This section features an occasional series of informal interviews with individuals associated with the music at St George’s Chapel.
In this first edition, we meet Andrew Scott who tunes and maintains the organ in St George’s Chapel.
Who are you, and who do you work for?
My name is Andrew Scott and I work for Harrison and Harrison Organ Builders, who are based in Durham.
How long have you worked for them?
I’ve worked for Harrisons for 16 years now.
Tell us a little bit about how you came to work for an organ builder.
I was fortunate enough to be a chorister under a retired Cathedral organist in a parish church, Christ Church, North Shields, where I come from, and he was Diocesan Organ Advisor. I got very enthusiastic about the organ and at the age of 13 decided that when I left school I was going to be an organ builder, and here we are today.
What is involved in learning to become a tuner and builder?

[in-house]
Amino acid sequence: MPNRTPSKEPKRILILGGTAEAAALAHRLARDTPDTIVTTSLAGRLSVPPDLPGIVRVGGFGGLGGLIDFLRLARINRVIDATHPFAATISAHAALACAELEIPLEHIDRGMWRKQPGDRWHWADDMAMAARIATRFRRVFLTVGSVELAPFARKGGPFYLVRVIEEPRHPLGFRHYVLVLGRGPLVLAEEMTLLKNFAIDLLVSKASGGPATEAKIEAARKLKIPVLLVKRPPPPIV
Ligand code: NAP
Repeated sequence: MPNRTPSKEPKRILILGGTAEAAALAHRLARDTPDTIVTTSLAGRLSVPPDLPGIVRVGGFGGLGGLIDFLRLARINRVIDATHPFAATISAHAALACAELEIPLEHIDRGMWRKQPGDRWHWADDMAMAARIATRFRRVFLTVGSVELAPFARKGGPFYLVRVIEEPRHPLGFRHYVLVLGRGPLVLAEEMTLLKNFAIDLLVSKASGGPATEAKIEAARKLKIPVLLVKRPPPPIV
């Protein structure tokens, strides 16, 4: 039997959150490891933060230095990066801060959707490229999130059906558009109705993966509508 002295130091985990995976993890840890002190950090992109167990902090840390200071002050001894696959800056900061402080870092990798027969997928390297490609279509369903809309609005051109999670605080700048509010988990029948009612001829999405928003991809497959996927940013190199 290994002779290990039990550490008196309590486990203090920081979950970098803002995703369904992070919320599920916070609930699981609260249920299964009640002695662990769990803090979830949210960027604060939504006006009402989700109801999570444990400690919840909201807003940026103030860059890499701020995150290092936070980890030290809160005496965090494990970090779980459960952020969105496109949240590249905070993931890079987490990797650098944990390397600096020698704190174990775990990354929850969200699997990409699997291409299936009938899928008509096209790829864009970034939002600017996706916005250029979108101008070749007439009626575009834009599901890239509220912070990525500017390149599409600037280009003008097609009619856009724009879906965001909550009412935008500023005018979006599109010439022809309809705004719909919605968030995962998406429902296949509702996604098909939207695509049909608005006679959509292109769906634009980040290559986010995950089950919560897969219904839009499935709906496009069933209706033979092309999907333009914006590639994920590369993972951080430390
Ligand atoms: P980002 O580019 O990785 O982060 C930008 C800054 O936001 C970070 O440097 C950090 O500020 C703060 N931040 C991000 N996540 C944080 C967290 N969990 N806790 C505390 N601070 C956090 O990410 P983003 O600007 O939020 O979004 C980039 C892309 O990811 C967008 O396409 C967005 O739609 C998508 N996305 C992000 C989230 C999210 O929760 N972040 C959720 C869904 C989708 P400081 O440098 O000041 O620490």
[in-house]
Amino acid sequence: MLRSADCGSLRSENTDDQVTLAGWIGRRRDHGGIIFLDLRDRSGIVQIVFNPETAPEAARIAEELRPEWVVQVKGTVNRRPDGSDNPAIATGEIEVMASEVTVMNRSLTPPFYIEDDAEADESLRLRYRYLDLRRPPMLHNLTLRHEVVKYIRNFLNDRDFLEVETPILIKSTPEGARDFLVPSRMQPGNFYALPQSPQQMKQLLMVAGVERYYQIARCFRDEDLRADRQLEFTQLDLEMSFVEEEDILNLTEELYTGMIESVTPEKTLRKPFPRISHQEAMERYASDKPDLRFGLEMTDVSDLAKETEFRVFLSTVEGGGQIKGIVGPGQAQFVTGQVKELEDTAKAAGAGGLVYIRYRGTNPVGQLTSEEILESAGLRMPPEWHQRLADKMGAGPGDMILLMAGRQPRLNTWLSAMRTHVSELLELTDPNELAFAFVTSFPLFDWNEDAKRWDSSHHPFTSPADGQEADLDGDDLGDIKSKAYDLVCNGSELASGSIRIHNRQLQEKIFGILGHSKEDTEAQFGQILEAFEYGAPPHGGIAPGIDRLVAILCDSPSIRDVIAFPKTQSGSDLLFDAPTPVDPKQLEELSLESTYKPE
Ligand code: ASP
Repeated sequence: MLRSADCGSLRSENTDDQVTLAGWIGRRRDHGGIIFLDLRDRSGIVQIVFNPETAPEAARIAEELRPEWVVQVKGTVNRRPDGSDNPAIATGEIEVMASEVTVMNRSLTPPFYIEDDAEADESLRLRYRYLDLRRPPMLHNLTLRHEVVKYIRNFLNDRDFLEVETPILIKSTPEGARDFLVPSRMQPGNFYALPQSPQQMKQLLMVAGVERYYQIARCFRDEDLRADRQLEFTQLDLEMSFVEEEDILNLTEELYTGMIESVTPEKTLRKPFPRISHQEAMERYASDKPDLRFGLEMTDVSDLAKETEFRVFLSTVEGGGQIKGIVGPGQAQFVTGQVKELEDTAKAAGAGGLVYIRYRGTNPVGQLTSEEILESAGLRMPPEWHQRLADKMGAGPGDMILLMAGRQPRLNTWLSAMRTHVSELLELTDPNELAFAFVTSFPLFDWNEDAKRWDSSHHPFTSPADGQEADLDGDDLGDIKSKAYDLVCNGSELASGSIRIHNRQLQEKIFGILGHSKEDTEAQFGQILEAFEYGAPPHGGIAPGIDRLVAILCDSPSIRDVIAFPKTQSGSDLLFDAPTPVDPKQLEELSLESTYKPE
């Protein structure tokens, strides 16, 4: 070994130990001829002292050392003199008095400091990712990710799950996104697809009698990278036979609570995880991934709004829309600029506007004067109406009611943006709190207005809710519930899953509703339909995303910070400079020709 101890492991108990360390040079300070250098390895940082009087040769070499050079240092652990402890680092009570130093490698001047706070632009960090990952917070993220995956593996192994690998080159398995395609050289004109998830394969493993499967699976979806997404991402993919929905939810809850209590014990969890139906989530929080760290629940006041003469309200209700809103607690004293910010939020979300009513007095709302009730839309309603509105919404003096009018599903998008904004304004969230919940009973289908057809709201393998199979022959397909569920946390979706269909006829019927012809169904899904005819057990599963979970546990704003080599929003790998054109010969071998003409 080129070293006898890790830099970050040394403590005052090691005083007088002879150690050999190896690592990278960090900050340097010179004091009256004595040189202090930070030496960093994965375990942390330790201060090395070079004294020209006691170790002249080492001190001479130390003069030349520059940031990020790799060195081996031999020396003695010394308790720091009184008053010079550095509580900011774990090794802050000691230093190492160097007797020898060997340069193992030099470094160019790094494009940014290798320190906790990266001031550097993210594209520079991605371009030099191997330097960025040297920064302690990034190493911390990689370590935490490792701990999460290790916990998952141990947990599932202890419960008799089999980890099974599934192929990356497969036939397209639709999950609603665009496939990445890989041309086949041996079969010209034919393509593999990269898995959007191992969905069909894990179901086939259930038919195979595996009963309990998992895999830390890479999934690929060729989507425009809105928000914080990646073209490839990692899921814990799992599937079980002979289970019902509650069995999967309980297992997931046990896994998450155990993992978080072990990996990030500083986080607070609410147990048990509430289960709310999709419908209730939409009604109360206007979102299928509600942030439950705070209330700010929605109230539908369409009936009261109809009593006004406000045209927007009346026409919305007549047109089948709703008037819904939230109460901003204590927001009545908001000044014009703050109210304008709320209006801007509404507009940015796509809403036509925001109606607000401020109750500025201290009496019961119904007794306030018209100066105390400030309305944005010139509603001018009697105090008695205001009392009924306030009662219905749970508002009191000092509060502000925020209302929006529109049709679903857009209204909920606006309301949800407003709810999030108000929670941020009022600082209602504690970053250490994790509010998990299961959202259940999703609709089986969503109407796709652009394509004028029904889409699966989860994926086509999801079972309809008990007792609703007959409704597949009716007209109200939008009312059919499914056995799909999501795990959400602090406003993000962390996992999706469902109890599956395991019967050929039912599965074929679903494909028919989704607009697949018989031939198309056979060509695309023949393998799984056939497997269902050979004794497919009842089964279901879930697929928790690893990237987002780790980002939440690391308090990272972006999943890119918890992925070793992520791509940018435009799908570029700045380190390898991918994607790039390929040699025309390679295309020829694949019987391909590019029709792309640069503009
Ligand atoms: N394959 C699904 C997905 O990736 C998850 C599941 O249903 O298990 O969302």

We have a very structured apprenticeship in Durham where during the 4 years of the apprenticeship you spend time learning every area of the craft. Not many people specialise in tuning and voicing because we try to get people who wanted to go into that field to show willing, so for the first year you’ll be spending time holding notes for a tuner, making trackers, and then eventually going on to leathering mortars and leathering bellows, and then going out tuning, and voicing in the workshop.
What would you say is the largest project that you have worked on to date?
Probably Stockholm City Hall which they say is the largest organ in Northern Europe (Northern Europe not being very big!), which is a big 5 manual organ we restored a couple of years ago.
What else do you do when you’re not being an organ builder?
Well, I spend a lot of time in churches, as I’m also a church musician and I play the organ and direct choirs and I was very privileged to be able to bring my choir here [to St George’s] last year to sing for the Sunday services in the choir’s holiday.
Do you have any further ambitions?
Well, I’ve been tuning the organ here at St George’s for 11 years so its been great in that time, but further ambition, I’m very happy in the role that I am now, being able to look after the organ here, Westminster Abbey, Westminster Cathedral, the Royal Festival Hall, but also the smaller organs in the smaller Parish Churches as well because they are just as important as the likes of St George’s.